Additionally, many must recognize that having only a primary beneficiary is insufficient. What we fail to predict is an event where your beneficiary is unable to receive the death benefit . Therefore, you should not only pick a primary beneficiary but a contingent as well.

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Should I buy online or through an agent?

Buying online or through an agent is a personal preference. If time constraints prevent you from meeting with an agent, online would be a better option. Below, the pros and cons of each are outlined.

Buying online

Buying online offers many benefits that some agents might need access to. For instance, an agent may be a captive writer, only offering policies with one company. However, if you use a comparative rater online, you can compare multiple quotes. Additionally, healthy young adults could pass through without having to do a medical exam. Medical exams are not a full physical but include bloodwork and a short exam for underwriting purposes.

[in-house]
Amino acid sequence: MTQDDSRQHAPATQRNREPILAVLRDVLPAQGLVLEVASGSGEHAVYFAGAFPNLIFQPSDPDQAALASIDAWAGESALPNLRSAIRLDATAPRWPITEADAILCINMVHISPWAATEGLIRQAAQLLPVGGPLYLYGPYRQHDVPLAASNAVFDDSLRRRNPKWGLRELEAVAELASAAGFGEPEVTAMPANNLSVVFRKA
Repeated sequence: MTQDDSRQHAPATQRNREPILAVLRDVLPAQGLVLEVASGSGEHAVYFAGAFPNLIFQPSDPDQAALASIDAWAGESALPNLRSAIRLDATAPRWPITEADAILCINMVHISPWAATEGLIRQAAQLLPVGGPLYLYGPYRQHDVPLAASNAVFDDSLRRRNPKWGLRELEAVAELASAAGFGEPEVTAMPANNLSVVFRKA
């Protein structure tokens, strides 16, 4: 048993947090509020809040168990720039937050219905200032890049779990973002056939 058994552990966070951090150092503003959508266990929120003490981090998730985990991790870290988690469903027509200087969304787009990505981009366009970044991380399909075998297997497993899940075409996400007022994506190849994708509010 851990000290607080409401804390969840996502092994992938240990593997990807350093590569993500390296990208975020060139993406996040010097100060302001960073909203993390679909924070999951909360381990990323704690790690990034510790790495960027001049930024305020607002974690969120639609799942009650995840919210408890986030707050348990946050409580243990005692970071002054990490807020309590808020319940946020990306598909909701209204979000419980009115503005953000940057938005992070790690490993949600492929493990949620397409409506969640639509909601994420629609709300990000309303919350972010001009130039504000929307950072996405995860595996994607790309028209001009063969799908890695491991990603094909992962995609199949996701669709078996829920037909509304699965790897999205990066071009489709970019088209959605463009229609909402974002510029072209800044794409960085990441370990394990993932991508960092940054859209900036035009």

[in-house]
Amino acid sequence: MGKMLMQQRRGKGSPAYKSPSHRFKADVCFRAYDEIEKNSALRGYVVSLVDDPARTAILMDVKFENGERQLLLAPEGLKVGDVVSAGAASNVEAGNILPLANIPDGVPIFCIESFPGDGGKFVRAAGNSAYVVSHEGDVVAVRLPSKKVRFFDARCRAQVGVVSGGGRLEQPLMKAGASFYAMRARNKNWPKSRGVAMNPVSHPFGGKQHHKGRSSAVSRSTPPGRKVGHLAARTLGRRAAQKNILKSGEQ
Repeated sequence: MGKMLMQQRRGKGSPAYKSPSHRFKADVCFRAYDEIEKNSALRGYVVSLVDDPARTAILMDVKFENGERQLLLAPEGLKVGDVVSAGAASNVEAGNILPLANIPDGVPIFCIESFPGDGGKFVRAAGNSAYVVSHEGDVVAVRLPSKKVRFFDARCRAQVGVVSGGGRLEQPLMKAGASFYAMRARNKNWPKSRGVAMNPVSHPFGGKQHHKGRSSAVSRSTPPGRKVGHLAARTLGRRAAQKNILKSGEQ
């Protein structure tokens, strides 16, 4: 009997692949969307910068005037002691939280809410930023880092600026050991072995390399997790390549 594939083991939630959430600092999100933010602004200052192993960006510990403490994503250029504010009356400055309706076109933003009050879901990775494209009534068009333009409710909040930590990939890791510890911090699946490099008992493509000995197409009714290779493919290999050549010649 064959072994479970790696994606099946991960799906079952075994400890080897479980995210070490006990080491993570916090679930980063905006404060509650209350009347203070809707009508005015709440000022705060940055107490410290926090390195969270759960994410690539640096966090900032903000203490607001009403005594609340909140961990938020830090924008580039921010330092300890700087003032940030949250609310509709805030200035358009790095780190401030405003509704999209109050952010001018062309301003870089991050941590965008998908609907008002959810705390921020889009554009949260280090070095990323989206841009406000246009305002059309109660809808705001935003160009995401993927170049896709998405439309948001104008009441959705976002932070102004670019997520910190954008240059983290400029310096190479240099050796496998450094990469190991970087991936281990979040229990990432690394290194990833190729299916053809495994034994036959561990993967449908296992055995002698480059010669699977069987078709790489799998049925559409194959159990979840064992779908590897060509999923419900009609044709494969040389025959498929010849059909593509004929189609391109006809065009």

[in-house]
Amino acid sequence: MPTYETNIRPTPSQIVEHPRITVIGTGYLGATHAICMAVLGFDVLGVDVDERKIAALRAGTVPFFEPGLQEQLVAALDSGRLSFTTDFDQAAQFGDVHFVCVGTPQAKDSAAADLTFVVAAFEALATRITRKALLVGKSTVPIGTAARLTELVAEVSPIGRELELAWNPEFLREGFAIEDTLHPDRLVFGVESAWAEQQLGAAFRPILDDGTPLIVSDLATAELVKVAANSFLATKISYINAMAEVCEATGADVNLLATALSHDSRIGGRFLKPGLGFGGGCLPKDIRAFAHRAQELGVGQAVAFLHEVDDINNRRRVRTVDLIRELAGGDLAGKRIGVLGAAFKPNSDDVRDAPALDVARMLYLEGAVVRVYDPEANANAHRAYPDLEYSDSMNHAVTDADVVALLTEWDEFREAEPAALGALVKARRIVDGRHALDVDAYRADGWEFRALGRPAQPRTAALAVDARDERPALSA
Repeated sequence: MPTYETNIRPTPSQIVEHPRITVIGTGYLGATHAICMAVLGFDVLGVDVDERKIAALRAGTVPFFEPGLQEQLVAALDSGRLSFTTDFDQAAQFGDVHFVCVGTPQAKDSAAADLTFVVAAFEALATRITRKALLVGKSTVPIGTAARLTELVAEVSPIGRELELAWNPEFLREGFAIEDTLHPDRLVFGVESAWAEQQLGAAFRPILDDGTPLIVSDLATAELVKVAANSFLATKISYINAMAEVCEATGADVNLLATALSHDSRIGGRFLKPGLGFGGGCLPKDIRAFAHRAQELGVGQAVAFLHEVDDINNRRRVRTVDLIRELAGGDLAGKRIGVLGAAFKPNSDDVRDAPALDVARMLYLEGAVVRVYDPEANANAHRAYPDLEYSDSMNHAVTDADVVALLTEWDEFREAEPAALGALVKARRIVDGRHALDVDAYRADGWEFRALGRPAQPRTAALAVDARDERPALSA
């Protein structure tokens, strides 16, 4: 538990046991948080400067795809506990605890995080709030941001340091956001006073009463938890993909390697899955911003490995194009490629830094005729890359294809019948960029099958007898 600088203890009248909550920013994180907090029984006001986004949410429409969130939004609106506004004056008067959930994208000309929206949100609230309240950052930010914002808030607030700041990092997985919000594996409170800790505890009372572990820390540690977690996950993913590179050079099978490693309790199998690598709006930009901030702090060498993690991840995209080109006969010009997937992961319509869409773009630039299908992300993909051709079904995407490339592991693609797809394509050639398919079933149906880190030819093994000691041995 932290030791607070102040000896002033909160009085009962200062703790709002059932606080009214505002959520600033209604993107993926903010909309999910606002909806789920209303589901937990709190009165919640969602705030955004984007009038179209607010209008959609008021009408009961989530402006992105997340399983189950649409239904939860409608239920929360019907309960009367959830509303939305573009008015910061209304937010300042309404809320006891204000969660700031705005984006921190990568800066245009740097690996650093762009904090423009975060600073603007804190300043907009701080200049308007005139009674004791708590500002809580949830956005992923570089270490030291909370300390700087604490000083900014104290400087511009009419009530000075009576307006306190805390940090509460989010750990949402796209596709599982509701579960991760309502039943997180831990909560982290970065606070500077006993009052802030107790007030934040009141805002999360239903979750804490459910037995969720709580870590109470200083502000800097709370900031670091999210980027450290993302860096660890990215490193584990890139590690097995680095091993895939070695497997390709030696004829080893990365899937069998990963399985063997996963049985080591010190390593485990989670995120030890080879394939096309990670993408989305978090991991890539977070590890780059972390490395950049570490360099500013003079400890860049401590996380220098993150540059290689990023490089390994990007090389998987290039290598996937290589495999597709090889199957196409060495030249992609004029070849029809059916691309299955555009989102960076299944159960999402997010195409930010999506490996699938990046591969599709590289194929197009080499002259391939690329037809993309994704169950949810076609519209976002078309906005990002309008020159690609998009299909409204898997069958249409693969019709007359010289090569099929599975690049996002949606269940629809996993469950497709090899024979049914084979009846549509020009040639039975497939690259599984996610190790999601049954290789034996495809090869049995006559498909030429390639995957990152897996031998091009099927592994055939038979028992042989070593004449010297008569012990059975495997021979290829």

Buying through an agent

In an increasingly virtual world, it is easy to go online, search for a company, and purchase a life insurance policy. If you go through a strictly online process you will not have control over who services the policy. A good place to start is finding rates online and brining them to an agent who sells with that company. Something to keep in mind is that these rates are not guaranteed because you have not passed any underwriting.

What you are missing out on is the advice a seasoned agent can provide you. The process of finding an agent you feel comfortable with and can trust is longer, but the benefits outweigh the cons. Sometimes, the best way to find an agent is by asking a family member for a recommendation.